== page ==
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Discussion in 'Basses [BG]' started by Imabassplayr, Aug 27, 2001.
How do their basses sounds... i haven't played on one but they look cool heh.
When it comes to bass, sound doesn't matter right?
It doesn't matter if we like it or not. You need to play one for yourself. Some people like peaches some people don't.
Me, I love mine - it's got a nice fast neck, great action, and is a lot more versatile in tone than I expected. Fiddling around with the levels between the two pups gives a lot of tonal range. The lows are a little subdued, but the mids and highs are outstanding. I consider it to be easily the best bass I've ever owned, and if I could find another one without frets, I could stop lookin for new basses altogether!
Love mine, too. It has a unique sound and feel that many --like me-- love and many others --particularly fender partisans-- hate. Although I've seen it used for Funk occassionally, my feeling is that it is best suited for rock and for either finger or pick-style playing. Slapping is not impossible, but other basses are better suited.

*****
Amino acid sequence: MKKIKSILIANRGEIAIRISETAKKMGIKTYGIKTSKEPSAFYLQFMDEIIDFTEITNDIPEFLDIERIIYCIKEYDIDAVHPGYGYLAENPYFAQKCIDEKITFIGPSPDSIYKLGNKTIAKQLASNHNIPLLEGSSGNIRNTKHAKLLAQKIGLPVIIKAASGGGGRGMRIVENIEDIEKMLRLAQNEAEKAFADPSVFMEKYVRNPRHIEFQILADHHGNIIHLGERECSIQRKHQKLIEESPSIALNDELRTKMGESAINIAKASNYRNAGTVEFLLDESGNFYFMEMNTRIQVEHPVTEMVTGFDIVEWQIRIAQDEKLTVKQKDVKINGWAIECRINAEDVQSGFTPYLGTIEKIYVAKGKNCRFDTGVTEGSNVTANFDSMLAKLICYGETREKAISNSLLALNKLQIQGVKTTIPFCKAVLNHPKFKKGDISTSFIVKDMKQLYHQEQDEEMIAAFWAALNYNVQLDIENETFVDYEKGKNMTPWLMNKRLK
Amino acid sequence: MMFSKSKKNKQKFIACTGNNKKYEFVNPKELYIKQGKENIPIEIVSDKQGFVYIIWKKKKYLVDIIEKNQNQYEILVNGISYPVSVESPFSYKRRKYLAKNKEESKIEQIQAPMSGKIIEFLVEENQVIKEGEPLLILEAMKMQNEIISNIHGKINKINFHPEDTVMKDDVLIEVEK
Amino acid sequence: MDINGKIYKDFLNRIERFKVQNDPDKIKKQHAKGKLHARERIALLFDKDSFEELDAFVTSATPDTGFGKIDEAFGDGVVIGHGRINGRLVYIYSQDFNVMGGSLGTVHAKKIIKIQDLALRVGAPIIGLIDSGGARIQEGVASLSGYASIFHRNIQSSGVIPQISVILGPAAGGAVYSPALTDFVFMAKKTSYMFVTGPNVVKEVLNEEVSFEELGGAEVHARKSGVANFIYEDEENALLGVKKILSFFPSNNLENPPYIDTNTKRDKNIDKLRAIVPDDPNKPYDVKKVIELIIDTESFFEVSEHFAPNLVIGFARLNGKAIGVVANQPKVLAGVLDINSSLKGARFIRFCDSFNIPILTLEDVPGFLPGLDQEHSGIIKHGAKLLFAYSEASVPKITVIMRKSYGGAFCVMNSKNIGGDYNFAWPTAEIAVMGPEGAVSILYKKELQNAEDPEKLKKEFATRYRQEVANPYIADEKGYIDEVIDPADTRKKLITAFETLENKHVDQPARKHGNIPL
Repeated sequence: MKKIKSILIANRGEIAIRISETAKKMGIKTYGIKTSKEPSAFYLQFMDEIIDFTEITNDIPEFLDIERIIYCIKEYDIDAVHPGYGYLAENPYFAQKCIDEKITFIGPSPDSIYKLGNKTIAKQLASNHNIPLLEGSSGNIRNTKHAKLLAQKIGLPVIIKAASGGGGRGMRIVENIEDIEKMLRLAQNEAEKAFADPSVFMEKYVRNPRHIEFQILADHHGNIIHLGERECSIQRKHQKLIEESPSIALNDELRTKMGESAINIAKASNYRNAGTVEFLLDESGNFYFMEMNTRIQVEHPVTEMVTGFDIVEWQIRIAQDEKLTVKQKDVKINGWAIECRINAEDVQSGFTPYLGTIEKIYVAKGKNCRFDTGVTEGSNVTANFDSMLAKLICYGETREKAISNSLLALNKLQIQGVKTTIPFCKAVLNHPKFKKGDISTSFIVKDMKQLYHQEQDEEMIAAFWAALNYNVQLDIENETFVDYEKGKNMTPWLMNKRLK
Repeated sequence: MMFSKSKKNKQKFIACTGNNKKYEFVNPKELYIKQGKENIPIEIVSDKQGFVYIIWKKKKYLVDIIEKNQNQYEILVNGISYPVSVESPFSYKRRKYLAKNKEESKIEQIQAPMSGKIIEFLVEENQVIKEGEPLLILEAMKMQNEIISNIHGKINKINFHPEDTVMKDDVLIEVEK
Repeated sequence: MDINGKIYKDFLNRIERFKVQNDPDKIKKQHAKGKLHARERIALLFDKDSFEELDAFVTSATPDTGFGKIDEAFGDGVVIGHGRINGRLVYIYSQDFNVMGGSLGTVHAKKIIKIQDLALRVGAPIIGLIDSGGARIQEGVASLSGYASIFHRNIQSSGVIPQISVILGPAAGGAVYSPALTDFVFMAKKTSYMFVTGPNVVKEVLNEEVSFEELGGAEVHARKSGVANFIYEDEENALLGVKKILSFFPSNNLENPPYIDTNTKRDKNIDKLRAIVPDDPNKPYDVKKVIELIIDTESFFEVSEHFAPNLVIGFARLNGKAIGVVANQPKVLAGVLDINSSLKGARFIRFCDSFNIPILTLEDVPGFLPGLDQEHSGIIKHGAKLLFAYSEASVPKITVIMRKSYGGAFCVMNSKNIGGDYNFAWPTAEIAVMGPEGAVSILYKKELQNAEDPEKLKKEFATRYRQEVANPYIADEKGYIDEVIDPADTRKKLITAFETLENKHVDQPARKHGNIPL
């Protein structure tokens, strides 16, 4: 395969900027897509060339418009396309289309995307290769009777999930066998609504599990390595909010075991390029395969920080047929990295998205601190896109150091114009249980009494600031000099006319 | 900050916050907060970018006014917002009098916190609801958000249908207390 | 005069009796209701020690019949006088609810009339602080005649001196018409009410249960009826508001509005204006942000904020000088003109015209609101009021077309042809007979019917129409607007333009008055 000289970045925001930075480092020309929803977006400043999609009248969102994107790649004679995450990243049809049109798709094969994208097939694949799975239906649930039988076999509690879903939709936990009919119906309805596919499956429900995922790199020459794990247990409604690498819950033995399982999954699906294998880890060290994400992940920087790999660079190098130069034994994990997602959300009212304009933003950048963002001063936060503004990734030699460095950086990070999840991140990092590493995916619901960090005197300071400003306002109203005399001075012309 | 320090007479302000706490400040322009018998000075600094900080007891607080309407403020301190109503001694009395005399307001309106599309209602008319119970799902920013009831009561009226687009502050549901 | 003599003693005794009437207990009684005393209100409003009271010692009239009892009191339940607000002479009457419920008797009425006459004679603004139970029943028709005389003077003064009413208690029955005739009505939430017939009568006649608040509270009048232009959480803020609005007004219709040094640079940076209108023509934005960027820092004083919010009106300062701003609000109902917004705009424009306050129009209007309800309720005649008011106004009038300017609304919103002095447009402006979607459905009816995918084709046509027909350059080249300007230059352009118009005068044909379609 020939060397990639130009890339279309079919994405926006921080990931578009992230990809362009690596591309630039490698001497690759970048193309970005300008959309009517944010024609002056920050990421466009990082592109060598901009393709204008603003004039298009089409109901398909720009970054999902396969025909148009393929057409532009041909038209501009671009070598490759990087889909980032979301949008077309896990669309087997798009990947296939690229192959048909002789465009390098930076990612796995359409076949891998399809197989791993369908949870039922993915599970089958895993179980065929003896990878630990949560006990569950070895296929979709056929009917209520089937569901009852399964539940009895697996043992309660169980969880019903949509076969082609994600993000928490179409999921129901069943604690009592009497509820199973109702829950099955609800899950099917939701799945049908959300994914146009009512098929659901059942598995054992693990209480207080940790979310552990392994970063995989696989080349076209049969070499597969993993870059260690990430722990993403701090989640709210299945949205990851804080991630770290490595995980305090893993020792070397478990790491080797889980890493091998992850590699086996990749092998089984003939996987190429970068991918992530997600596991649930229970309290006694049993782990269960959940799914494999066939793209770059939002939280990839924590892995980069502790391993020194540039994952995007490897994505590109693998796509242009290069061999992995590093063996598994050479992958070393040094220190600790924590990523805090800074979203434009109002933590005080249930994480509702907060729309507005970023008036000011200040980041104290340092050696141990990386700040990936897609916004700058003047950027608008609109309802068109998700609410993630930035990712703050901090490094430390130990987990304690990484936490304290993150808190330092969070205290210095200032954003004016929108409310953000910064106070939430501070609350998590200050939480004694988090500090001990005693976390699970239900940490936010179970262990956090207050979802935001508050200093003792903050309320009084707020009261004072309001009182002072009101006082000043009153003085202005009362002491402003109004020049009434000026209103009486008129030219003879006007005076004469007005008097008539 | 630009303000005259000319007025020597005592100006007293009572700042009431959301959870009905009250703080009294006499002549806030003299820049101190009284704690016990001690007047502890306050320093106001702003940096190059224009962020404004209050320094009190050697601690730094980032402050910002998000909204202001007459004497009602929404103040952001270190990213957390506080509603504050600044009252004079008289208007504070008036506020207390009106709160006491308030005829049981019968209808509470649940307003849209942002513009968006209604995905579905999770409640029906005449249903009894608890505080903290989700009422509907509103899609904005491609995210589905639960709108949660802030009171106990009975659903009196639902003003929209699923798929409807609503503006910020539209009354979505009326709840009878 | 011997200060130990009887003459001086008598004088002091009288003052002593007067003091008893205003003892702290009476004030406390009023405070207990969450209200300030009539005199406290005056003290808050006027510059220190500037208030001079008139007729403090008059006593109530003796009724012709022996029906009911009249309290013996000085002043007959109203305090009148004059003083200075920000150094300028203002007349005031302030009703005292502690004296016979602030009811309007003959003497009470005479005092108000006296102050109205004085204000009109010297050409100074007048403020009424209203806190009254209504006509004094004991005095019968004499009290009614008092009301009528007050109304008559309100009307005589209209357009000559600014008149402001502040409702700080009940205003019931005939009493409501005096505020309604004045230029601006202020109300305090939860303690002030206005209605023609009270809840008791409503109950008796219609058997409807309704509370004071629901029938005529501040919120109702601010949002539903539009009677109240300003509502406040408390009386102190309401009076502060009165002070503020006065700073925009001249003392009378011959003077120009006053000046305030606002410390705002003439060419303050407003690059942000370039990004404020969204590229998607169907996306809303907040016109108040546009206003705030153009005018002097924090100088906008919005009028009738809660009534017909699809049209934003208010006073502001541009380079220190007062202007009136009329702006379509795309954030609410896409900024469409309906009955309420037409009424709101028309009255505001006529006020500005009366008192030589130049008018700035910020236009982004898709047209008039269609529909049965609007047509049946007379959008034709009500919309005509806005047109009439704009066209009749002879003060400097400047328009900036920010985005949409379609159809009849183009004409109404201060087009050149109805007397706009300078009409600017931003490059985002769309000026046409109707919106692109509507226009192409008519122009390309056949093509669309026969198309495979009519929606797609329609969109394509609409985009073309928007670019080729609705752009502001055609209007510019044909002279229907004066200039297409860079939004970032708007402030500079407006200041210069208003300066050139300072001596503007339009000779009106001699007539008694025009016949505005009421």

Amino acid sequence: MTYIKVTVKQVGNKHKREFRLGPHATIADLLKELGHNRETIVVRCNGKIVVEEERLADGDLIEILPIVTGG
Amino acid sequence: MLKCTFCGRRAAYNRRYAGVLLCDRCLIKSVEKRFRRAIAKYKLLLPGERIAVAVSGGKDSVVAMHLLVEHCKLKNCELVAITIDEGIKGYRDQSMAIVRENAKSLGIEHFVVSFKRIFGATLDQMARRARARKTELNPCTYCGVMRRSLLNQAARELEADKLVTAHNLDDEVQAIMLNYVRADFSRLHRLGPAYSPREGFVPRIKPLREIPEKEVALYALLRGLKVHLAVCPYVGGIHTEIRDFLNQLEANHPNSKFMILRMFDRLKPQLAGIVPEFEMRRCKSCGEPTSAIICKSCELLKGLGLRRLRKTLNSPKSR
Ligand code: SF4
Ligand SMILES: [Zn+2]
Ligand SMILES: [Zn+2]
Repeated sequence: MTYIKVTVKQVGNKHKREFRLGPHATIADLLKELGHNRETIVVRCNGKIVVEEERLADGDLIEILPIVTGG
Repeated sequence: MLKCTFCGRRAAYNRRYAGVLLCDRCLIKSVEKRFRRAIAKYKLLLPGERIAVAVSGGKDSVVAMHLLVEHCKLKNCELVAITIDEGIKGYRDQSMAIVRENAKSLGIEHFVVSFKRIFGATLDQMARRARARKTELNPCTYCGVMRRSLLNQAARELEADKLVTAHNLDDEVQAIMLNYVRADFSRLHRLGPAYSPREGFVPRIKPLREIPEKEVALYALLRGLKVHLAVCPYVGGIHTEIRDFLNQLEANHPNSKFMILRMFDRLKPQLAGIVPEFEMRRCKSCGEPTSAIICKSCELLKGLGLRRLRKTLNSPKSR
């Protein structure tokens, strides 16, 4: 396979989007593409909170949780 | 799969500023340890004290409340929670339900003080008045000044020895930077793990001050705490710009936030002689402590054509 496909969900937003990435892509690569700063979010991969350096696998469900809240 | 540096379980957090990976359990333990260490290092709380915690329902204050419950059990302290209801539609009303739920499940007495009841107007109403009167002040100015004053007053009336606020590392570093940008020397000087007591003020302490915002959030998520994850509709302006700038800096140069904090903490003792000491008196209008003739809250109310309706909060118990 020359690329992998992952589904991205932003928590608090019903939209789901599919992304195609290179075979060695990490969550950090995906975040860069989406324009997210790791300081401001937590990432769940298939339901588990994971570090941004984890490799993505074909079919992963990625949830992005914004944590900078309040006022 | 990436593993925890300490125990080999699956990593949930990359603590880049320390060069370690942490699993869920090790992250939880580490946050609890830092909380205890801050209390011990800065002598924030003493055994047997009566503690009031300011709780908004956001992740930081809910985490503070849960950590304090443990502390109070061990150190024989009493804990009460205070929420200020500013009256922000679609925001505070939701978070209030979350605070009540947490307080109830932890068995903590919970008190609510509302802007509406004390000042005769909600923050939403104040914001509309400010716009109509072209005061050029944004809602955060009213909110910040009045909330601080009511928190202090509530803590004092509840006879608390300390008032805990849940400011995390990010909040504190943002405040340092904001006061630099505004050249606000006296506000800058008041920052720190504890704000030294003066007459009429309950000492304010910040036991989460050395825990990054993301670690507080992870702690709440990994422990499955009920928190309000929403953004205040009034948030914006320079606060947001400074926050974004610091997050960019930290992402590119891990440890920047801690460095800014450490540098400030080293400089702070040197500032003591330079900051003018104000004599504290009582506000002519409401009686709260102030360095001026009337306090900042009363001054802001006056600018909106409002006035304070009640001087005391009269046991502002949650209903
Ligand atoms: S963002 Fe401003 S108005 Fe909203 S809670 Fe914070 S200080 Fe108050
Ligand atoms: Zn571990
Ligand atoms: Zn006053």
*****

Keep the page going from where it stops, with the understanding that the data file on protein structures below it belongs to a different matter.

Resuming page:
However it is my all time favorite bass sound, particularly in the upper registers. Great sustain and overall response. Hard to describe the sound, but here are some listening suggestions:
flatwound string sound: Paul McCartney's post-1965 beatle recordings, particularly With a Little Help From My Friends, Lucy in the Sky with Diamonds, and (I believe) Paperback Writer. I believe he plucks with his thumb.
roundwound string sound: any Rush recording prior to Moving Pictures, particularly Spirit of Radio, Free Will, or La Villa Strangato (two finger plucking); most recordings by Yes (using a pick), including All Good People, Roundabout, The Fish, and It Can Happen. I also believe that early REM, such as Radio Free Europe and early Pretenders (Precious, Mystery Achievement) involve picked Rickenbackers.
Here are some past threads on the subject.